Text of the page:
"Alice was beginning to get very tired of sitting by her sister on the bank, and of having nothing to do ..." .. and from that moment onward we drift with Alice into another world. When she sees a White Rabbit as it runs through the tall grass (looking worriedly at the watch it takes from its waist-coat pocket), she runs after it and drops into a strange dream. The world is full of chatty animals, from a rather stand-offish hookah-smoking caterpillar to the friendly Cheshire Cat which only sometimes goes to the bother of having a body. And everyone seems to be ordering her about ... or telling her to recite poetry! ... and all those verses that she once knew so well seem strangely distorted.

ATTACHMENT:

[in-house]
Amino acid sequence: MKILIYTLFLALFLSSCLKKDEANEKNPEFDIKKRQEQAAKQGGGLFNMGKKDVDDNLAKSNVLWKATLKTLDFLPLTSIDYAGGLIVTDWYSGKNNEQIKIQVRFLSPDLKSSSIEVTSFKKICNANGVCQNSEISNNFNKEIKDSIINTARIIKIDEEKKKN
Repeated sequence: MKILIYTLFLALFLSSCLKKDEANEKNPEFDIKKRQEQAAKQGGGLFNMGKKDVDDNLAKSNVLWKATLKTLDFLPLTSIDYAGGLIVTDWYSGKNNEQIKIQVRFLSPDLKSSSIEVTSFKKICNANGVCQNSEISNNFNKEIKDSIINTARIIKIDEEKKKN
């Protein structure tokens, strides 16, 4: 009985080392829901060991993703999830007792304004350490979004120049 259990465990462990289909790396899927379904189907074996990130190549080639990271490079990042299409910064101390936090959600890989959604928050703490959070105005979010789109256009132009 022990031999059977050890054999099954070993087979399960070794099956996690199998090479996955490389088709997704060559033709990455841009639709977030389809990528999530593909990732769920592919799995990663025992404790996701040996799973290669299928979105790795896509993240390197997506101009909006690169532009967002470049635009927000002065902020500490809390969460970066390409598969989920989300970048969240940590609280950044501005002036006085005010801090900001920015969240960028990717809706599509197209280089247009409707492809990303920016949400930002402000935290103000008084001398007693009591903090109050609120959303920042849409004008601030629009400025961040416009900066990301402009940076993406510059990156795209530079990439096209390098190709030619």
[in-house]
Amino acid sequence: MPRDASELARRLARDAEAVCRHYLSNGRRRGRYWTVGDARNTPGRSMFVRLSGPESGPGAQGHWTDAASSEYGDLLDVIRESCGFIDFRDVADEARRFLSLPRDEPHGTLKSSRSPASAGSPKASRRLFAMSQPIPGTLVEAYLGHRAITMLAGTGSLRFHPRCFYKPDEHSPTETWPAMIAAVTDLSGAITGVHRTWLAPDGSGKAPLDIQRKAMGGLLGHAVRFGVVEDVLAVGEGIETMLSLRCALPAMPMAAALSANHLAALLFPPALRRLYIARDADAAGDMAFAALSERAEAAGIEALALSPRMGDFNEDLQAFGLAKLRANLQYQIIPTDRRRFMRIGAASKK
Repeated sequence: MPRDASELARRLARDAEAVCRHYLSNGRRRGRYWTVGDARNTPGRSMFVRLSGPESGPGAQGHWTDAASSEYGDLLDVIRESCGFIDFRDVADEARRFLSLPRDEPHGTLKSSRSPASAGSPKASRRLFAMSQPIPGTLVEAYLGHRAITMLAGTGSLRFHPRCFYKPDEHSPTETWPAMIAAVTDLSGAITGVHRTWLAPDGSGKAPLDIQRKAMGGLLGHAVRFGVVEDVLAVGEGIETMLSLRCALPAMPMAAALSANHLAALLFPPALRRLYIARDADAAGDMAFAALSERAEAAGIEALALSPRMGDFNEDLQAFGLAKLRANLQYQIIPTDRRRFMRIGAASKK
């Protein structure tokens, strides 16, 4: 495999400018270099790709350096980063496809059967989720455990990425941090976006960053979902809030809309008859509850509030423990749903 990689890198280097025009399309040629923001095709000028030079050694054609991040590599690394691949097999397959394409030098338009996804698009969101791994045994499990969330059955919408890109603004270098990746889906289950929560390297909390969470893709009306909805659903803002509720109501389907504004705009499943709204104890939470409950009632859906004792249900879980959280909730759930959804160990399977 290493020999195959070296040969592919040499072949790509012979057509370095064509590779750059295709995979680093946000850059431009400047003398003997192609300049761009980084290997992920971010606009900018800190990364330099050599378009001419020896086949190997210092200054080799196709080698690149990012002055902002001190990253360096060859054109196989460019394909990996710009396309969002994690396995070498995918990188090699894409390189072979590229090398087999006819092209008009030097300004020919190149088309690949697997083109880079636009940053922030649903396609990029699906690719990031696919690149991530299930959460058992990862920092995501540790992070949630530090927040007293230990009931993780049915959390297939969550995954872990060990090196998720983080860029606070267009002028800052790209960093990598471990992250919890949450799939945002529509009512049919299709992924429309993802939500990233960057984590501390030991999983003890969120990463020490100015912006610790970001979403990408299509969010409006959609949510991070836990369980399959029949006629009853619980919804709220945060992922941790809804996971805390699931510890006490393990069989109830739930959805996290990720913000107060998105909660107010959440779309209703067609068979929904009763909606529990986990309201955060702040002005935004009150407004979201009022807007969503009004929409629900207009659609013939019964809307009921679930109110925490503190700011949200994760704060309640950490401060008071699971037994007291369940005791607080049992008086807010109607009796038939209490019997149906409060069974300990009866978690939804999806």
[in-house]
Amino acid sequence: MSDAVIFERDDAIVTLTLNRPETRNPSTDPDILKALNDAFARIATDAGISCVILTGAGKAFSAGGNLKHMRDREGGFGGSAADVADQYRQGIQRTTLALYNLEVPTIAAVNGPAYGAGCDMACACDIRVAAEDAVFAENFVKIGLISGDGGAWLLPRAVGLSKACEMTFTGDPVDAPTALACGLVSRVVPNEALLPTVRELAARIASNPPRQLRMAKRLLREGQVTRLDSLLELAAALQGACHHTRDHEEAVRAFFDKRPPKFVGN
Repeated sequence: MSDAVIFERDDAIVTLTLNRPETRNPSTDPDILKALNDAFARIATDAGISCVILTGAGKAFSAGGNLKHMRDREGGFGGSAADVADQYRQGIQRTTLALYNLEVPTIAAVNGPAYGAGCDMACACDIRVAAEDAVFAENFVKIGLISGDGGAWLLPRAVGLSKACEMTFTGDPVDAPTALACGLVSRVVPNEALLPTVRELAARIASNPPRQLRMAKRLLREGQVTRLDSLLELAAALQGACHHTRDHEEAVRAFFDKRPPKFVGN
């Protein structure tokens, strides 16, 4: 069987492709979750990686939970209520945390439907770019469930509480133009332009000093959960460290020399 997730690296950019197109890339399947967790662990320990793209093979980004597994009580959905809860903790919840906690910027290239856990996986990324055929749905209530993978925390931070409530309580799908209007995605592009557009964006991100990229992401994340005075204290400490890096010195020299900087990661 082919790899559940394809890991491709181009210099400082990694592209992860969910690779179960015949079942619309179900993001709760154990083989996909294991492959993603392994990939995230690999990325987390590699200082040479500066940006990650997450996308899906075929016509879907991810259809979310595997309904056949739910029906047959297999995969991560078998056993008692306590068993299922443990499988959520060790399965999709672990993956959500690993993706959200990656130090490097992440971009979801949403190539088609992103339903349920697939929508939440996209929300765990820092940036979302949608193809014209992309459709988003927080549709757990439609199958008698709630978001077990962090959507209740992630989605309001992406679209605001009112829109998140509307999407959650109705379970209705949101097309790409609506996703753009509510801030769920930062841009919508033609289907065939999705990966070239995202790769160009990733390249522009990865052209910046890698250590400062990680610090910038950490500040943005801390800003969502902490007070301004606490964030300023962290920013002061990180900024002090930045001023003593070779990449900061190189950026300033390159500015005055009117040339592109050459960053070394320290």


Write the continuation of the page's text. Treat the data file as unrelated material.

In this book and in "Through the Looking Glass", Lewis Carroll affectionately brought together many of the wonderful stories he told to Alice and her sisters on long summer boating trips. (Summary by Peter Yearsley) Read by Peter Yearsley
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October 27, 2014 Subject:
Peter Yearsley is a pleasure to listen to
I don't know why no one ever read me this book when I was a child, or why I never read it myself (I was very into fairy tales), or why I never read it to my own kids. So here I am, a woman in my 60s listening to this book in its entirety (I have read/heard excerpts and was quite familiar with many of the characters and events) for the first time. The book is clever (well, it is not Crime and Punishment ...), but I most enjoyed the reader. A pleasure to listen to.